EA toots its own horn all the damn time.   First, they get a man who just doesn’t get the sims to be the head producer.  Yes, Rod Humble.  He is the man who brought us Sim City Societies, that it seems that nobody got.  I posted a comment elsewhere that putting him in charge of making The Sims made as much sense as putting an Amish person in charge of making a GTA (just call it Grand Theft Horse and Buggy). Then they spend all this money on creator camps, when the money would have been better spent on testing the game.  When it is finally released, it is buggy.  I’ve read comments on other sites saying just wait for the patch.  Why is a patch necessary?  If the game had been seriously tested they would have known that the story progression toggle doesn’t work and could have fixed it.  People have complained that when they leave a house and play another, the first house ages weirdly (spouses who were the same age are not, older child becomes the younger, etc.)  Their sims move out of the neighborhood or asexually reproduce.  The sims themselves are uugly.  Big fat cheeks, big deer in headlight eyes with pupils permanently dilated, and chins that would make Jay Leno jealous.  One feature I loved about Sims 2 was the memories.  3 don’t have them.  It was interesting to stroll back through the memories of a long life.  Very little in way of furnishings.  Changing the pattern will not improve a structurally ugly piece of furnature.  The good looking furnature is in the EA Store, to be had for a price that I am not willing to pay.  With the store comes the downloader (and securom big time).  I’ve seen quite a few reviews on Amazon where the reviewer states that they are selling their game.  I haven’t bought it.  Too many things I need more than that. 




    PMBD http://paysites.mustbedestroyed.org/ The truth about T$R http://tsr.mustbedestroyed.org/ EA + T$R = We’re all screwed

  6. Shahab says:

    You’d be surprised just how many people know about bittorrent and are able to use it. I work at a computer repair shop and we get quite a few people in who use bittorrent, if they don’t and they are currently using something like limewire I’ll tell ’em that a better, more torrenty solution is out there.

  7. Vordus says:

     My PARENTS know how to use Bittorrent, and they don’t game, or have any major technical knowhow whatsoever. The reach of both The Sims and Bittorrent is probably a lot larger than you’d think.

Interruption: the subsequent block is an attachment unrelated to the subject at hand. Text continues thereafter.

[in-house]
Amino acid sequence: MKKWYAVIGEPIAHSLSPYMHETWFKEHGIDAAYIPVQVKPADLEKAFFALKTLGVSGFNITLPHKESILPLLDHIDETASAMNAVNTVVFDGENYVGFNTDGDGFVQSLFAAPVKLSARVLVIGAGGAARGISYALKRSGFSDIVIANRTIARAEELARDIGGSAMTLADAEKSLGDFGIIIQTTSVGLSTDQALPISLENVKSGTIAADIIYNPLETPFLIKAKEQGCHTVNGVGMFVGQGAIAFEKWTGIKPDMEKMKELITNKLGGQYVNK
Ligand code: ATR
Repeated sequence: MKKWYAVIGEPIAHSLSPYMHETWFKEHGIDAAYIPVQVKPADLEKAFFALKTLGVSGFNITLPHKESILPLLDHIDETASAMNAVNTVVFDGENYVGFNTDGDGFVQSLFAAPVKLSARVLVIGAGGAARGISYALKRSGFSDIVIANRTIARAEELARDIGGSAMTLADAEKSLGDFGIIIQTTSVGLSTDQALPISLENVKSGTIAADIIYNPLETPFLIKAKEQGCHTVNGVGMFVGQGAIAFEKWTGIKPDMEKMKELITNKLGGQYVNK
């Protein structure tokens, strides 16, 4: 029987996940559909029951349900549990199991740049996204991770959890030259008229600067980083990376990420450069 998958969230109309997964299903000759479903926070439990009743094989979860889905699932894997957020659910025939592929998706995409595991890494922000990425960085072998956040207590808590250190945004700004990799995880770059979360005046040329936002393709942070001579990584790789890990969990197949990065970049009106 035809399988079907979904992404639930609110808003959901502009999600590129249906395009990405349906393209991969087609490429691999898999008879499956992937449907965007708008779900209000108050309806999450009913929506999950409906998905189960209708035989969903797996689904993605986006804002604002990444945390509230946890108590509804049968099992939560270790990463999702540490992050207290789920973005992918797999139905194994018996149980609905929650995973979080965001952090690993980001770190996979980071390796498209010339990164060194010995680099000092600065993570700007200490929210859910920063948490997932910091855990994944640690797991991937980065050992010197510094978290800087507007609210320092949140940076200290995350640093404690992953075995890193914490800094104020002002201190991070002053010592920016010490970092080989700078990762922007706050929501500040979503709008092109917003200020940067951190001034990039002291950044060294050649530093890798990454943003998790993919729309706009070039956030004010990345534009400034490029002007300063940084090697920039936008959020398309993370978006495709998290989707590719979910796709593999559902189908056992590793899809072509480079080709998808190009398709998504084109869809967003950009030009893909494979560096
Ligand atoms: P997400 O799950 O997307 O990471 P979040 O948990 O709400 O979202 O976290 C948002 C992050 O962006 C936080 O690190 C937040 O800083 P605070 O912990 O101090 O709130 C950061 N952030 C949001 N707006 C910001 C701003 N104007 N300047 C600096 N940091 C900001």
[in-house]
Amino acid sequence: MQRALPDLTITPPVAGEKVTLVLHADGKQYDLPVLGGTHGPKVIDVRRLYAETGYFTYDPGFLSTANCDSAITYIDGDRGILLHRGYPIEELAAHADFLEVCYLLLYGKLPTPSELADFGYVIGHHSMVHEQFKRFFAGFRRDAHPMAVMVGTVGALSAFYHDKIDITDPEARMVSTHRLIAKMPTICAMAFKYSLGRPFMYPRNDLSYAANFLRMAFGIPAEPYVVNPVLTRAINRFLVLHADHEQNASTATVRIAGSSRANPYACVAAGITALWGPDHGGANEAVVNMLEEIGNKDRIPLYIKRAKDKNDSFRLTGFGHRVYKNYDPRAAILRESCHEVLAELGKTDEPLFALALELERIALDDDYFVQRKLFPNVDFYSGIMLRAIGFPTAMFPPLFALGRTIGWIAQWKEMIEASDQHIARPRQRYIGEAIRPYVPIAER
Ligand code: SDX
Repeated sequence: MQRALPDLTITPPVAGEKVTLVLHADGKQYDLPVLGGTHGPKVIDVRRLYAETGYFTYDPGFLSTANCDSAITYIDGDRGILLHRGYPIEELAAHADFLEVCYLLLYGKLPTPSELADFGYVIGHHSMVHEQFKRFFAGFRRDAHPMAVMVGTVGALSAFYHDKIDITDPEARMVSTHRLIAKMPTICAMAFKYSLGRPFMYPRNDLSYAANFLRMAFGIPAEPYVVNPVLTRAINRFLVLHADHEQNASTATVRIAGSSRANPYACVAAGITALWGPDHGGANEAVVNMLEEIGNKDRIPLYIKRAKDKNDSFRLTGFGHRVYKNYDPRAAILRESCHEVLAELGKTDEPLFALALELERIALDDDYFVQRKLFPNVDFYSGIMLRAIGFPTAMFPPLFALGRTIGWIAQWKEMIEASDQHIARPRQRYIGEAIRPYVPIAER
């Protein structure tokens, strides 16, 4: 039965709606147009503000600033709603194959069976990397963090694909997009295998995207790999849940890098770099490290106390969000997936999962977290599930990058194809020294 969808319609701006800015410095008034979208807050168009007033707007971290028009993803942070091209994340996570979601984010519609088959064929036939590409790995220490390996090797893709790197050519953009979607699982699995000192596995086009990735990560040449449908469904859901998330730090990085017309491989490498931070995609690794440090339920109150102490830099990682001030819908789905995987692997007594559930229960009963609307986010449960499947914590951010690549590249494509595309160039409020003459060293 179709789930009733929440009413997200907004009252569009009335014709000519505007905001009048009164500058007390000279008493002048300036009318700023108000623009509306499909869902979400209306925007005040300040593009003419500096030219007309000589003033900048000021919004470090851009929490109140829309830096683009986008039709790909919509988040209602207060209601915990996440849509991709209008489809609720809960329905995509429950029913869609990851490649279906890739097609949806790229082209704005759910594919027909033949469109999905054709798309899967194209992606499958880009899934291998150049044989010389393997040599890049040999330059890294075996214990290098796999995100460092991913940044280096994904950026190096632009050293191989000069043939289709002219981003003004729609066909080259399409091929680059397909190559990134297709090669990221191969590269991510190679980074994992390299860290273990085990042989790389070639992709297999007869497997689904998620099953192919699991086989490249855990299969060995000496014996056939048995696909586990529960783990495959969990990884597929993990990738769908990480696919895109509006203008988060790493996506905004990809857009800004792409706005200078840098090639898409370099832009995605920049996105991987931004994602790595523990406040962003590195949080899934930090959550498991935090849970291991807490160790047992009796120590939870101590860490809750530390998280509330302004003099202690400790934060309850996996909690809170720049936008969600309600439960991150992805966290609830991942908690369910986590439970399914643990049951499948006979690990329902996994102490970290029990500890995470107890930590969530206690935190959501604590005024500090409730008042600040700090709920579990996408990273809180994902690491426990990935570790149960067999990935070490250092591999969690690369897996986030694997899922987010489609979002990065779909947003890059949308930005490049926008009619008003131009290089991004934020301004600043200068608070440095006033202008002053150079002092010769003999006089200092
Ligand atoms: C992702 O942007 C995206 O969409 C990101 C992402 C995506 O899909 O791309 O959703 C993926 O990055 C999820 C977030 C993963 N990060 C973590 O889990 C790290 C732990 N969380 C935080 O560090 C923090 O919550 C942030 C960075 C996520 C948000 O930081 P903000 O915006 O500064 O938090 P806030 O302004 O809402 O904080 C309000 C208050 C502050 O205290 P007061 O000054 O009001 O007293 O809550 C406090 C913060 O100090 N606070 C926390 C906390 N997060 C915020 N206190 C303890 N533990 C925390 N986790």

8. thefremen says:

     I cancelled WoW and bought Sims 3. I’ve played games since 1988. WHERE IS YOUR NEAT LITTLE COMPARTMENTALIZED WORLD OF STEREOTYPES NOW?

  9. insanejedi says:

    Because the people playing the sims i bet 90% don’t know what bittorrent or p2p means.

  10. ZippyDSMlee says:

    Prove it otherwise,  until everyone snubs the system(which would be good it would force a change in the power structure) you can not break it via shearing and downloading, thus you can never truly damage it by it because the majority will always consume stuff through revune streams its up to corporate to harness that interest not by laws and bribe government to maintain monopolistic empires.


    I am a criminal because I purchase media,I am a criminal because I use media, I am a criminal because I chose to own media..We shall remain criminals until Corporate stay’s outside our bedrooms..


  11. Loudspeaker says:

    Economics people…  If you value the product you pay for it.  Simple as that.  If World of Goo was massively pirated and the developer lost their shirt then the simple truth is those who snagged a copy weren’t impressed enough to purchase the product.  If piracy didn’t exist this product would still have failed.

    "Volume helps to get a point across but sharp teeth are better."

  12. GrimCW says:

    its not the piracy IMO but the DRM that proves a little point here.

    my sister even refused to buy Sims 2 after she learned a couple of expansions had the all to famous Securom on it.

    but with no DRM on Sims 3, its an easy steal right off the shelf for many merely as a protest against the DRM infested alternates.

  13. Wormdundee says:

    Guys guys, it doesn’t seem even the least bit disingenuous to you to use the fucking Sims 3 as an example that piracy doesn’t have an effect on sales?

    I can’t think of a situation where they wouldn’t sell millions of copies (barring EA physically touring the world, handing out copies). I’d say Sims sales figures are pretty much immune to piracy.

    If you want to see the harm that piracy causes, check out games like World of Goo and other niche and/or indy titles. The World of Goo guys got seriously boned by piracy.